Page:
Go to nps.gov/findapark and you can find a list of U.S. National Parks. They also can be found in our “sightseeing by state” list. Chances are very good you will have never heard of some of them.
Until the latter half of the 1800s, there were more than 52 million acres of floodplain forests across the Southeastern United States. Indeed, there were over one million acres in South Carolina alone. But they were cut for lumber and agriculture use or flooded in reservoirs. An area near the Congaree River escaped because it was swampy and so hard to get to. Efforts to log it were abandoned in 1914.
But as technology improved, logging the area became viable in the 1950s. Harry Hampton, a local conservationist, organized a program to protect it. The public campaign led to the establishment of the Congaree Swamp National Monument. It was declared a National Park in 2003.
The park, located just southeast of Columbia, has 26,000 acres of old-growth bottomland hardwood forest, the largest such area left in the United States. It ranks among the most diverse forest communities in North America. There are 22 different plant communities in the park.
The Visitor Center is open every day except Thanksgiving, December 25, and January 1.
There is a boardwalk raised roughly up to 8 feet off the ground. It is 3 miles from the Congaree River, and floods over about every 4 to 5 years. The boardwalk meanders through the forest, and the Park Service offers maps and a guide to what you are seeing. Our first visit was in the fall when the water was low. This visit was in the spring. The water was high, touching the bottom of the boardwalk in places. Not surprisingly, where recent repairs have been made, they often use recycled plastic planks which resist rot.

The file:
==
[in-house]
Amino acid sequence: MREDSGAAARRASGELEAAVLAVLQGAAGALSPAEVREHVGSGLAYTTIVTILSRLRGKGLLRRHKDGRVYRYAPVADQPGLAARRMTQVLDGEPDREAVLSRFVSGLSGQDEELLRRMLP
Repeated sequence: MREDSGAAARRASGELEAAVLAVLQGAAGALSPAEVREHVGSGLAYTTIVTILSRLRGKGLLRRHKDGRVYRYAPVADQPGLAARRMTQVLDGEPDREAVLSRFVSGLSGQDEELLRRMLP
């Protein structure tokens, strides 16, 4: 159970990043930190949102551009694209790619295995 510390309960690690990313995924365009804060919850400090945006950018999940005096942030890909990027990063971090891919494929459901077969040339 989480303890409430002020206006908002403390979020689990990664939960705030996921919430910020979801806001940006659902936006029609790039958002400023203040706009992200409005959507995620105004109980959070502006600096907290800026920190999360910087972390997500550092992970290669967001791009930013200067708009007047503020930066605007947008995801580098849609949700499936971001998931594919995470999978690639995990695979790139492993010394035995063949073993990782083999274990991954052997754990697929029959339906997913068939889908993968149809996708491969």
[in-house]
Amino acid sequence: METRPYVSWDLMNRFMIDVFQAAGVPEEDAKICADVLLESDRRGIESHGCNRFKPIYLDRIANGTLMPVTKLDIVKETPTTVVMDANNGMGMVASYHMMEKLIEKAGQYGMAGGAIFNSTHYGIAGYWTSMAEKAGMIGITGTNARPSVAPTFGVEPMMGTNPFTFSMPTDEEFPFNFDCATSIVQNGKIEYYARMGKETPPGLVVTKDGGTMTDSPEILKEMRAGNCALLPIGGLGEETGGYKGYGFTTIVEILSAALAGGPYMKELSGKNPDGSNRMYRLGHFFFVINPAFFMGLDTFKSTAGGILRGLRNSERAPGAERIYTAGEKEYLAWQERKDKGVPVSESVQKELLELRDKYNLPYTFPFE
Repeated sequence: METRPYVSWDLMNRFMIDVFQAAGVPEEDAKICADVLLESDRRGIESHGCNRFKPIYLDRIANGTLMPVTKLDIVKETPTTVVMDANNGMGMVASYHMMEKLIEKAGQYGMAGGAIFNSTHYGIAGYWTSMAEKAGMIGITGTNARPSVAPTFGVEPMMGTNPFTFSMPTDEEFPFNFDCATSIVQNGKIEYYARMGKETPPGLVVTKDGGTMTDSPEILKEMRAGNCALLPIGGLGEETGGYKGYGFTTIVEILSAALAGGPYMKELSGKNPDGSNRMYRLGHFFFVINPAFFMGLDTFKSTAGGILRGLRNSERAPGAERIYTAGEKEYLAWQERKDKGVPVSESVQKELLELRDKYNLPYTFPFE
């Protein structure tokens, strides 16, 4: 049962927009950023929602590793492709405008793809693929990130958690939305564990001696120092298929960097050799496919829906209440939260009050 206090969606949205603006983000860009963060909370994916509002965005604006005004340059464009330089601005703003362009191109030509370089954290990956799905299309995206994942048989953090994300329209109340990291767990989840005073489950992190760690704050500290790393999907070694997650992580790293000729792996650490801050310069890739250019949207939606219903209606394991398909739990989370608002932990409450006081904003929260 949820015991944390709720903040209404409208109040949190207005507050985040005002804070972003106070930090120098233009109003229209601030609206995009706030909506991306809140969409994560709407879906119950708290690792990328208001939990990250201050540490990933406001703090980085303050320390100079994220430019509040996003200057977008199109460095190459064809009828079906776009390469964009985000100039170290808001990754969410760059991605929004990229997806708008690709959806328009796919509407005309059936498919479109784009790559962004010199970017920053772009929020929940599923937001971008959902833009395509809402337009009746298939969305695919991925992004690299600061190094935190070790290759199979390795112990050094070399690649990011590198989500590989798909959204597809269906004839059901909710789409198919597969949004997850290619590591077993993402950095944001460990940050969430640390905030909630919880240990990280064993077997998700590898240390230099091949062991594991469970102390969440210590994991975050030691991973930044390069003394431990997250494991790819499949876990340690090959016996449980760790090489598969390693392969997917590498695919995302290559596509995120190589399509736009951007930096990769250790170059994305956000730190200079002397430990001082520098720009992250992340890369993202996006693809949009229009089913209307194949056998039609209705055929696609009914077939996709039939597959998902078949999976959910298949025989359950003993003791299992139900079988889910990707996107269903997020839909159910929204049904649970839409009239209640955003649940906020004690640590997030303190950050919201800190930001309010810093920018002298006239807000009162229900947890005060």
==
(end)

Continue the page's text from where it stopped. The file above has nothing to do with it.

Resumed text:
It is a place to take your time and just look.
The first 1.1 miles consists of a low boardwalk through bald cypress and water tupelo. Cypress knees poke cones out of the water. Naturalists speculate they provide support, and possibly aerate roots.
Wind storms, old age & “other events” bring down trees all the time. 1989 Hugo hit the pines hard. 1989 Hugo hit the pines hard. Indeed, on this visit one area was closed and we had to backtrack, so we walked 2.7 miles. But there are other trails through the park that will take one much further.
The park has many “champion” trees, the largest of their species, including bald cypress, loblolly pines and hickory. The bald cypress is over 27 feet in circumference at its base. There is a 169-foot high loblolly pine and a 162-foot cherrybark oak. In 1988, over two-thirds of the park became protected wilderness under the 1964 Wilderness Act. Therefore, it is not completely explored, and there may be many large trees yet to be discovered. Trees over 130 feet tall, numbering in the thousands, have yet to be measured.
Walk through the forest looking at the changes in types of plants. The differences are caused by small changes in elevation. But as you walk, also imagine those who have gone before. Hernando de Soto marched through the area in 1540. Congaree Indians hunted and fished until the tribe lost most of its members to smallpox in 1698. Francis Marion, “The Swamp Fox,” and his troops are believed to have hid there from the British during the Revolution. Loggers lusted after it, but couldn’t get the trees out. And on our previous visit, we saw the remains of a bootlegger’s still in the distance.